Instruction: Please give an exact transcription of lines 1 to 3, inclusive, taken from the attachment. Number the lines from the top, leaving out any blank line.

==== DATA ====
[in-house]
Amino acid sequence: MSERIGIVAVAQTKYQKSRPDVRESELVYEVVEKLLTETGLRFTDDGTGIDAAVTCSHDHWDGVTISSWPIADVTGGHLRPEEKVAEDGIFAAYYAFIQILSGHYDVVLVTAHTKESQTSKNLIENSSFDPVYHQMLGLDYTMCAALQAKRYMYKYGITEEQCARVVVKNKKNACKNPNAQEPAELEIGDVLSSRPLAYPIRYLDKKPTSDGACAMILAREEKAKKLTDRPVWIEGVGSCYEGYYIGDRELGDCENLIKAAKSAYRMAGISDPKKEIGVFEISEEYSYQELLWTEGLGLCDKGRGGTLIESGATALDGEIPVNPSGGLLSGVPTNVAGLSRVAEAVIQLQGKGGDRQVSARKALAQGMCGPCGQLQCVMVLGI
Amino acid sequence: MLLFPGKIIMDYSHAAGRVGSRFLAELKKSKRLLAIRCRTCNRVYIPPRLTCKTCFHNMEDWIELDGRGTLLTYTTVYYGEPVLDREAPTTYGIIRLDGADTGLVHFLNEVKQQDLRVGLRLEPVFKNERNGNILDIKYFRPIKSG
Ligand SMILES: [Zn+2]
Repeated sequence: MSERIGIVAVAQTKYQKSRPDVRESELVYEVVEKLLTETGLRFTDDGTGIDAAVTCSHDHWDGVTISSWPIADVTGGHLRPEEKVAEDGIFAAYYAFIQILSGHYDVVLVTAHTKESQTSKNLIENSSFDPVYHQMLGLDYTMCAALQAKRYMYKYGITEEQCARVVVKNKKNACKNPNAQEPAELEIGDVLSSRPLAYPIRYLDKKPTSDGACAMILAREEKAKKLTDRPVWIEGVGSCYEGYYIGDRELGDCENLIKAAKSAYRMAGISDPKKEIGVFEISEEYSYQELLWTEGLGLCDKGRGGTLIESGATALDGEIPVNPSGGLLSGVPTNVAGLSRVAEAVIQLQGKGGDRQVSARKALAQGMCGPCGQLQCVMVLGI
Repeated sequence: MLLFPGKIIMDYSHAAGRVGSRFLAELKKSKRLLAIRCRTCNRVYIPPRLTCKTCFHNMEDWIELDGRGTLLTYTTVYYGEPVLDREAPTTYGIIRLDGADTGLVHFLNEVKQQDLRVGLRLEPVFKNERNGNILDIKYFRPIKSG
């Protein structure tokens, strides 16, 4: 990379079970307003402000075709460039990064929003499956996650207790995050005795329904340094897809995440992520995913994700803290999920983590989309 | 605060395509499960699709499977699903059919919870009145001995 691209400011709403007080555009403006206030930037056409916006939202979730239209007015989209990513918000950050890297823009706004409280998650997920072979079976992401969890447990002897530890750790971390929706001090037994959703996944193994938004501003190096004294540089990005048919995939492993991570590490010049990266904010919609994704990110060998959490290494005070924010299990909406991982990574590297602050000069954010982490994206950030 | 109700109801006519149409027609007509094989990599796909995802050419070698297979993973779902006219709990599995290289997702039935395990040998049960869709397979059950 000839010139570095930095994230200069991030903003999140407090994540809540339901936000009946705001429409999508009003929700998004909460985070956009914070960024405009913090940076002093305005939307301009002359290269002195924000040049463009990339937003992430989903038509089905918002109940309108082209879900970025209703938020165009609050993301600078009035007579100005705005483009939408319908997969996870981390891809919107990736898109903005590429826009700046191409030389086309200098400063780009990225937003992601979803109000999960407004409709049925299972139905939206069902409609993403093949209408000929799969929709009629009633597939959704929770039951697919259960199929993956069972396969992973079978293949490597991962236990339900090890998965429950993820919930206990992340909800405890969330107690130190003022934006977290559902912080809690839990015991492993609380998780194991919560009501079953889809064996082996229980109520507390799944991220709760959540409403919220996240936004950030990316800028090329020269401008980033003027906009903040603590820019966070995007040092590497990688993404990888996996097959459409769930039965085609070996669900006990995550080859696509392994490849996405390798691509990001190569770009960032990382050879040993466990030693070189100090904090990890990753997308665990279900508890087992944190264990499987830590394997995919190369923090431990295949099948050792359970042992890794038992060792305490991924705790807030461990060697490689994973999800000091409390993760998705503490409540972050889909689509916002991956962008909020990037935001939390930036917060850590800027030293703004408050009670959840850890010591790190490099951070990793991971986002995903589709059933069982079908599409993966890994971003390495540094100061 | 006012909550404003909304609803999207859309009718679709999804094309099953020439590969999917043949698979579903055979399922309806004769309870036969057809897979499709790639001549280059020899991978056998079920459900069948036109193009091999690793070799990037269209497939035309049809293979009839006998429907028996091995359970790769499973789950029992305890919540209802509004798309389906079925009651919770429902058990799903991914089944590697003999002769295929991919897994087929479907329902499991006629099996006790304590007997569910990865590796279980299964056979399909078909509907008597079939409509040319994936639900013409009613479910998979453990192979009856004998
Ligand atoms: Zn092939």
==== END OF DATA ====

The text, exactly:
[in-house]
Amino acid sequence: MSERIGIVAVAQTKYQKSRPDVRESELVYEVVEKLLTETGLRFTDDGTGIDAAVTCSHDHWDGVTISSWPIADVTGGHLRPEEKVAEDGIFAAYYAFIQILSGHYDVVLVTAHTKESQTSKNLIENSSFDPVYHQMLGLDYTMCAALQAKRYMYKYGITEEQCARVVVKNKKNACKNPNAQEPAELEIGDVLSSRPLAYPIRYLDKKPTSDGACAMILAREEKAKKLTDRPVWIEGVGSCYEGYYIGDRELGDCENLIKAAKSAYRMAGISDPKKEIGVFEISEEYSYQELLWTEGLGLCDKGRGGTLIESGATALDGEIPVNPSGGLLSGVPTNVAGLSRVAEAVIQLQGKGGDRQVSARKALAQGMCGPCGQLQCVMVLGI
Amino acid sequence: MLLFPGKIIMDYSHAAGRVGSRFLAELKKSKRLLAIRCRTCNRVYIPPRLTCKTCFHNMEDWIELDGRGTLLTYTTVYYGEPVLDREAPTTYGIIRLDGADTGLVHFLNEVKQQDLRVGLRLEPVFKNERNGNILDIKYFRPIKSG